- Services, From Times Wire (1985-05-07). "Sir Donald Bailey, WW II Engineer, Dies". Los Angeles Times. ISSN 0458-3035. Retrieved 2018-09-19.
He sketched the original design for the Bailey Bridge on the back of an envelope as he was being driven to a meeting of Royal Engineers to debate the failure of existing portable bridges
- Harpur 1991, p. 3.
- Joshi 2008, p. 29.
- Harpur 1991, p. 4.
- Harpur 1991, p. 31.
- Harpur 1991, p. 37.
- "BBC – WW2 People's War – The Sappers Story". BBC. Retrieved 2018-09-19.
- Harpur 1991, p. 38–41.
- Joshi 2008, p. 30.
- Harpur 1991, p. 38-41.
- "Stanpit Marsh and Nature Reserve". Hengistbury Head. Archived from the original on March 25, 2016. Retrieved 2011-09-27.
- Harpur 1991, pp. 48–50.
- Caney, Steven (2006). Steven Caney's Ultimate Building Book. Running Press. p. 188. ISBN 978-0-7624-0409-4. Retrieved 2011-09-11.
- "Bridge Claim By General 'Used As Basis For Bailey Design'". The Times. 26 July 1955. p. 4, col E.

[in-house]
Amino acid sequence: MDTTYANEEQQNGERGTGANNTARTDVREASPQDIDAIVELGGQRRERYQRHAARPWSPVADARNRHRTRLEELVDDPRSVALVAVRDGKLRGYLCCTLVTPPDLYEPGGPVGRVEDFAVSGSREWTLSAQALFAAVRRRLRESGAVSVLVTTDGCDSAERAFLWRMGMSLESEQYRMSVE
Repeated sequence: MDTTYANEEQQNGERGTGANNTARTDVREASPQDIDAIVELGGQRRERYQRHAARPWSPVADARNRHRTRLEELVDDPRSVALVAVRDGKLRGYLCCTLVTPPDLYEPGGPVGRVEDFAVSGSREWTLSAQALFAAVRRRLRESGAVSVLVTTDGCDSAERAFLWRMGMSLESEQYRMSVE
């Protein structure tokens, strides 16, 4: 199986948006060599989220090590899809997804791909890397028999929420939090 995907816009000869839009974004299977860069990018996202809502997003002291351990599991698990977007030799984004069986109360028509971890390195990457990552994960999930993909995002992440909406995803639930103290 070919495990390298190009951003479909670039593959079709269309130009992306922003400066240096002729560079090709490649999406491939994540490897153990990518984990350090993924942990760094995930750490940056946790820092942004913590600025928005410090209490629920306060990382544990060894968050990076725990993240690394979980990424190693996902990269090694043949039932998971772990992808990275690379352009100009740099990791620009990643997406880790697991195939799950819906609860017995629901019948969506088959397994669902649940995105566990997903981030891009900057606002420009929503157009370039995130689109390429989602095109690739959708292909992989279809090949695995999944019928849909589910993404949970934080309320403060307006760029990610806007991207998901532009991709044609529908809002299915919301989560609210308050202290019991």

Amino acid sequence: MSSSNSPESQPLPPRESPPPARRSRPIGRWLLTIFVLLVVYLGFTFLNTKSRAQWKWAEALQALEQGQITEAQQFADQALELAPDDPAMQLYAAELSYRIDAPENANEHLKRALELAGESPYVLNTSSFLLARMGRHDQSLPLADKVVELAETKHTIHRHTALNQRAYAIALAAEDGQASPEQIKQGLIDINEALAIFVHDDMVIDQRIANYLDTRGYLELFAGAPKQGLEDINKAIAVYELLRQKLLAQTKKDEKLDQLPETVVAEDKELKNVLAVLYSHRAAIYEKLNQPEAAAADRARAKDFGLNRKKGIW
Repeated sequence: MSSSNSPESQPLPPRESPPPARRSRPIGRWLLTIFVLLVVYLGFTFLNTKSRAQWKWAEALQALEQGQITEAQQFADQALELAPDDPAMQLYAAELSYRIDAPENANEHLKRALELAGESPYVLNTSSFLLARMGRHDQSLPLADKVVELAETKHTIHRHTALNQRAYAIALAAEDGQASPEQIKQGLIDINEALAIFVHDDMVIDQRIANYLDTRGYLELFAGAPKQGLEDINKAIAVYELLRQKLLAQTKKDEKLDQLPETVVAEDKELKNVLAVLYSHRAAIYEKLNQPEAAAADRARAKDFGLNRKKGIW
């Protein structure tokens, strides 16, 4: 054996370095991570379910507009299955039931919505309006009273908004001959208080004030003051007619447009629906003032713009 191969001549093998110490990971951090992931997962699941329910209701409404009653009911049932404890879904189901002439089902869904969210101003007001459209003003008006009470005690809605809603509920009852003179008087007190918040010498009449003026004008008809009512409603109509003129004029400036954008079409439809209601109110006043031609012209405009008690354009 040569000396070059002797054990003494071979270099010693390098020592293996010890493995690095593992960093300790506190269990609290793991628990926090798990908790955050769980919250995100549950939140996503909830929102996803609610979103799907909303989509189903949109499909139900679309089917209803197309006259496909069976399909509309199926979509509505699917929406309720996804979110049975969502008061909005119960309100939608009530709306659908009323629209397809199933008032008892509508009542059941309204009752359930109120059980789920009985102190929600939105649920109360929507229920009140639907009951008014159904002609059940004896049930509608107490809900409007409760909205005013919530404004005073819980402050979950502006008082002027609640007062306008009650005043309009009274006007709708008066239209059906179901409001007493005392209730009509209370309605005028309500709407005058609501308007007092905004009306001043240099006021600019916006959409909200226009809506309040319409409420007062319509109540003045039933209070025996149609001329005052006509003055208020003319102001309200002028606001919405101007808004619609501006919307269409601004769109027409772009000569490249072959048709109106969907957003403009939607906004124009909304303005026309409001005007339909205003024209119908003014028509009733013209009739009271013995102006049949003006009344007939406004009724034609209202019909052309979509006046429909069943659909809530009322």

- Segerstrale, Ullica; Segerstråle, Ullica Christina Olofsdotter (2013-02-28). Nature's Oracle: The Life and Work of W.D.Hamilton. OUP Oxford. ISBN 9780198607274.
- Harpur 1991, p. 113.
- Harpur 1991, p. 108.
- "No. 37407". The London Gazette (Supplement). 1 January 1946. p. 2.
- Harpur 1991, p. 69.
- "Bailey Bridge". Canadiansoldiers.com. 2010-11-27. Retrieved 2011-09-11.
- Harpur 1991, p. 87.
- Slim, William (1956). Defeat Into Victory. Cassell. p. 359. ISBN 978-0-304-29114-4.
- "Blackfriars Bridge – Longest Bailey Bridge in the World". Canadian Military Engineers Association. Retrieved 12 November 2017.
- "Bailey Bridge". Mabey Bridge and Shore. Archived from the original on 2007-06-15. Retrieved 2011-09-11.
- "Other Equipment Used By The 7th Armoured Division". Btinternet.com. Archived from the original on August 13, 2010. Retrieved 2011-09-11.
- Massie, Harrie; Robins, M. O. (1986-02-27). History of British Space Science. Cambridge University Press. ISBN 9780521307833.